Story Time – It’s OK to take Baby Steps

If you would have told me 7 years ago that I would be in the kitchen cooking about 5 days a week, I would have laughed in your face. I’ve never enjoyed cooking. Whenever I heard other people say that they love being in the kitchen or that it’s a form of meditation for them, it’s never resonated with me. It always felt like work. So you better believe that when I became good friends with Rishone, I took advantage of every opportunity to not have to cook for myself, but instead enjoy culinary creations from a professional chef. I was actually Rishone’s first meal prep client back in the day. He made my lunch and dinner for me 5 days a week, and I was in heaven! But all good things must to come to an end, so after maybe about two years of not having to cook at all, I quickly had to shift gears after Rishone pivoted his business model to small event catering. You might think, “Okay Susie, so this is when you started cooking for yourself then.” No! You’re crazy. This is when I started eating a WHOLE lot of Chipotle, Panera, and prepared Wegmans food. I did this for a lonnggg time. Too long. But after coming to terms that eating out that much was not good for my health nor my budget, I made the decision to start cooking for myself again. I will say, the good thing about having a professional chef as a best friend is that he was always willing to help me out with cooking tips and techniques. But when I would ask him for a recipe or how to cook something, you better believe he was telling me how HE would make it. Of course, he was giving me all the gems to make an incredible meal, but there were a lot of steps and attention to detail that I was NOT ready for. It all felt very overwhelming. I had to take baby steps…

So what did I do?

First off, I started by only committing to cooking a 1-2 days a week. If I tried quiting the take out meals cold turkey, I knew that wouldn’t be sustainable or realistic for where I was at at the time. I didn’t have the cooking skills needed to cook more than 2 days a week nor did I have the mental or emotional capacity to be in the kitchen that much. I kept it simple and hit the “easy button” when I could.

If I could buy green beans that were already cut and washed for me, you better believe that’s what I was going to grab at the store. Then those green beans were just seasoned and roasted in the oven. Easy peasy. Season and sear some chicken… Bada Bing, Bada Boom – Dinner is served. I cooked a lot of seared meat and roasted veggies.

Slowly, my cooking schedule turned into 3 days a week, then 4, and now 5. And although I still do a lot of simple seared meat/roasted veggies, I’ve slowly added in new things as my confidence has grown in the kitchen. My salmon with cream sauce? To die for. Chicken stir fry with a homemade sauce? Chefs kiss! But you can’t forget about that easy button! You better believe that sometimes I still use pre-made sauces for my stir fry when I don’t feel like making my own. And that’s okay, cause I’m still moving in the right direction as a cook. It’s all about the baby steps.

The reason I thought to share some of my cooking journey with you now is actually because of the beef stew I just made today. I’m not going to lie, my beef stew is bomb. (Recipe courtesy of Chef Rishone.) Normally I just grab the stew vegetables bag at Wegmans in order to make it a little easier on me with less to think about for the entire stew. I opened the bag of stew vegetables today and even though it wasn’t expired, the carrots were a little slimy. I took the bag back to Wegmans, planning on simply exchanging it for a new one. But unfortunately, they were out. I ended up buying all of the ingredients separately – the onions, carrots, celery, and potatoes. Of course, it was a little more work to cut and clean everything, but totally doable. The reason I think it was doable for me at this point in time is because I took those baby steps and used some “easy buttons” to get me to where I am today with my comfortability in the kitchen.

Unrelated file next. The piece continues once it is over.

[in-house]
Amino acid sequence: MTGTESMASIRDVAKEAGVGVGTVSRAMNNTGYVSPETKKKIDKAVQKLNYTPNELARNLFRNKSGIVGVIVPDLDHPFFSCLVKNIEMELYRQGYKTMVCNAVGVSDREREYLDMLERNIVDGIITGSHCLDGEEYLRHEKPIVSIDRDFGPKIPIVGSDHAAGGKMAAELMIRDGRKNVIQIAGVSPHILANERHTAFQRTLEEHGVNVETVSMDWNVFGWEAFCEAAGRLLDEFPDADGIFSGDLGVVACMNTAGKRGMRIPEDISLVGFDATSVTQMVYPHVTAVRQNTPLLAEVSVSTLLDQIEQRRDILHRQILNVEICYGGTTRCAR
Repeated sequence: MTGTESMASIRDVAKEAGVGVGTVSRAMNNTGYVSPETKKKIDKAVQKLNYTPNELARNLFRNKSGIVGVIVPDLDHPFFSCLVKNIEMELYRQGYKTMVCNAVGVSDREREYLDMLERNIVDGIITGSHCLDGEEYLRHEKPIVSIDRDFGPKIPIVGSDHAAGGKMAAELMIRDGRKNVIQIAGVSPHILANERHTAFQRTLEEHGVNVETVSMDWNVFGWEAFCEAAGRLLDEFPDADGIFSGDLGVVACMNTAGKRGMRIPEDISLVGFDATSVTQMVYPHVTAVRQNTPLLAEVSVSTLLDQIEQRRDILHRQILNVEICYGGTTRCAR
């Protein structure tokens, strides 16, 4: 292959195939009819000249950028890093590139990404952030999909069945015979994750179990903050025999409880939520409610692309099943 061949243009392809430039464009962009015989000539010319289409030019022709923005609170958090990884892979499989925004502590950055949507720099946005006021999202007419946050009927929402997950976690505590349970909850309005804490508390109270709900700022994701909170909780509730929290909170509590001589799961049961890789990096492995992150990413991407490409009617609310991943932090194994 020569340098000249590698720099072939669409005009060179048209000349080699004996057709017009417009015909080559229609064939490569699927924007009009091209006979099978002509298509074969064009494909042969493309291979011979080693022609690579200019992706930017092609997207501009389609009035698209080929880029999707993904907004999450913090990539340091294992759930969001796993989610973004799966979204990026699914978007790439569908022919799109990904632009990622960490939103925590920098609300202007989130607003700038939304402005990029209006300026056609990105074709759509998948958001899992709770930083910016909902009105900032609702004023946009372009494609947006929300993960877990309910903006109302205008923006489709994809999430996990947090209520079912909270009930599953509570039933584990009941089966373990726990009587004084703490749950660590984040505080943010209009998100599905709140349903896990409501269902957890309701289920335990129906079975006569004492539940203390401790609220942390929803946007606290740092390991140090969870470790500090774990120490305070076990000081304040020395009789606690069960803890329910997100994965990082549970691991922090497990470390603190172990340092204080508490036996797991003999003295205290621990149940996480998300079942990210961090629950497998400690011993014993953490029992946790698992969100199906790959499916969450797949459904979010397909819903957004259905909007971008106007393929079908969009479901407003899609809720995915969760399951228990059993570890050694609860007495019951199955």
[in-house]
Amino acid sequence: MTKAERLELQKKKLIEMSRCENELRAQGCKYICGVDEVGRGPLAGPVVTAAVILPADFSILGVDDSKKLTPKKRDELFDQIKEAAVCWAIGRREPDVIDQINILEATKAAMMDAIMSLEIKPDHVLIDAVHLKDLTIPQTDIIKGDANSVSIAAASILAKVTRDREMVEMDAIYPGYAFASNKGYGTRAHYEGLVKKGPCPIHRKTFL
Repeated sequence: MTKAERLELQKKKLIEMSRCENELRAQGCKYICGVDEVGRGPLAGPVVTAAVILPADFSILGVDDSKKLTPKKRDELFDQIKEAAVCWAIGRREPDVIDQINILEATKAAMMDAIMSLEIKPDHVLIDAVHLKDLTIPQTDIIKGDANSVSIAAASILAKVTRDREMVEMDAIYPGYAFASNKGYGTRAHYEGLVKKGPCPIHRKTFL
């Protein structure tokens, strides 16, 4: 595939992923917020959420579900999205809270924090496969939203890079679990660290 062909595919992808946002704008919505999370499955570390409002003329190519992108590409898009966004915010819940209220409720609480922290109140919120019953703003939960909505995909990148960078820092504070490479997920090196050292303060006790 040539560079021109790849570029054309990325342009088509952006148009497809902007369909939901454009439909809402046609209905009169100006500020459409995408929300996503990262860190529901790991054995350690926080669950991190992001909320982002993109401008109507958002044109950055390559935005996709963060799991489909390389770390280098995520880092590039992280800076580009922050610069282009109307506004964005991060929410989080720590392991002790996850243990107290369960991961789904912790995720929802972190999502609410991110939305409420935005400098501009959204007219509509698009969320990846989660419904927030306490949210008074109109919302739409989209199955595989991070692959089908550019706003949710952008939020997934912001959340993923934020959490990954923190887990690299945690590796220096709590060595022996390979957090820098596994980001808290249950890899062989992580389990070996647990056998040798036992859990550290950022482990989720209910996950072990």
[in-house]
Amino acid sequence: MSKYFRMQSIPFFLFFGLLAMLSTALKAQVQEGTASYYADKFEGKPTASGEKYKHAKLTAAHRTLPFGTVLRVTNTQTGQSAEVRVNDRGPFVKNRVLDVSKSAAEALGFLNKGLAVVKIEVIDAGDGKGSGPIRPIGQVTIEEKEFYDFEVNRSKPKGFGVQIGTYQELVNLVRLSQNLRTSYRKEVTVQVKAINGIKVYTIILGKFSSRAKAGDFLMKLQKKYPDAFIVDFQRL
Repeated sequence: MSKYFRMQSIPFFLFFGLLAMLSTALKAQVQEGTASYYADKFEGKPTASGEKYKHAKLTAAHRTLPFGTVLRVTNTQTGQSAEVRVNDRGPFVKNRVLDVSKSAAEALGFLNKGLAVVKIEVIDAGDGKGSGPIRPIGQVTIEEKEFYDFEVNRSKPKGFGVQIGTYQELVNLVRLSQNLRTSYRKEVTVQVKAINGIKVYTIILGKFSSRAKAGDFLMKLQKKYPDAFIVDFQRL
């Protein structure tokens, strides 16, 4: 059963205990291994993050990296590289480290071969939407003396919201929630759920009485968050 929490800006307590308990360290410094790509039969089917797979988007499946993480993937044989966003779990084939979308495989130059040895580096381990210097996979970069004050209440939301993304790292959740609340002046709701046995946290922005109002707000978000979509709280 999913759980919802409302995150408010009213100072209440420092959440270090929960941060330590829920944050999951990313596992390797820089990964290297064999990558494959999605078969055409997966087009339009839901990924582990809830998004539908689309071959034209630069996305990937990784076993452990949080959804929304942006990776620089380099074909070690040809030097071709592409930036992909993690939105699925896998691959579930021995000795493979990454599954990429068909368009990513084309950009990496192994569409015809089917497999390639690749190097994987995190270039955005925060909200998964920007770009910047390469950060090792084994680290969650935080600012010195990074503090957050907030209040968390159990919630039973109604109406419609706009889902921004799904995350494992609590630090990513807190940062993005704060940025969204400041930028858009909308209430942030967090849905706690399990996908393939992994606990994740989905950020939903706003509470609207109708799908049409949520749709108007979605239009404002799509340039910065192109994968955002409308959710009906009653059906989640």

All this to say – It’s okay to take baby steps. As much as you may think you need to dive right in, head first, into a new endeavor, that may be the last thing you want to do, especially if you know the failing involved in the learning process will deter you.

Let’s say you want to become a runner, but you’ve never run a mile before. Start by walking a mile. Then try jogging/walking, on and off, for a mile. Then slowly work your way up to being able to jog that full mile. Or maybe you want to learn how to paint. Instead of starting with a blank canvas and a pallet full of paint, try hitting that easy button and buy a “paint by number” kit, just to get you painting and learning some of the brush stroke techniques. You’ve just got to start moving! And it’s okay if the path you take or the pace you move at looks a little different than what other people have chosen to do. Just take that first baby step, and if you need a little extra guidance or maybe even a couple shortcuts to help get you moving in the right direction, just do it. Create that momentum. Sooner than later, you’ll find yourself running 5 miles or painting your own beautiful landscape by freehand and looking back to see how far you’ve come. I know I’m certainly proud of how far I’ve come in the kitchen.

We would love to hear from you! What baby steps do you want to start taking towards one of your goals? Or do you have any “easy buttons” that you have found to help you get started in a new skill or activity? Share the wealth in the comments. 

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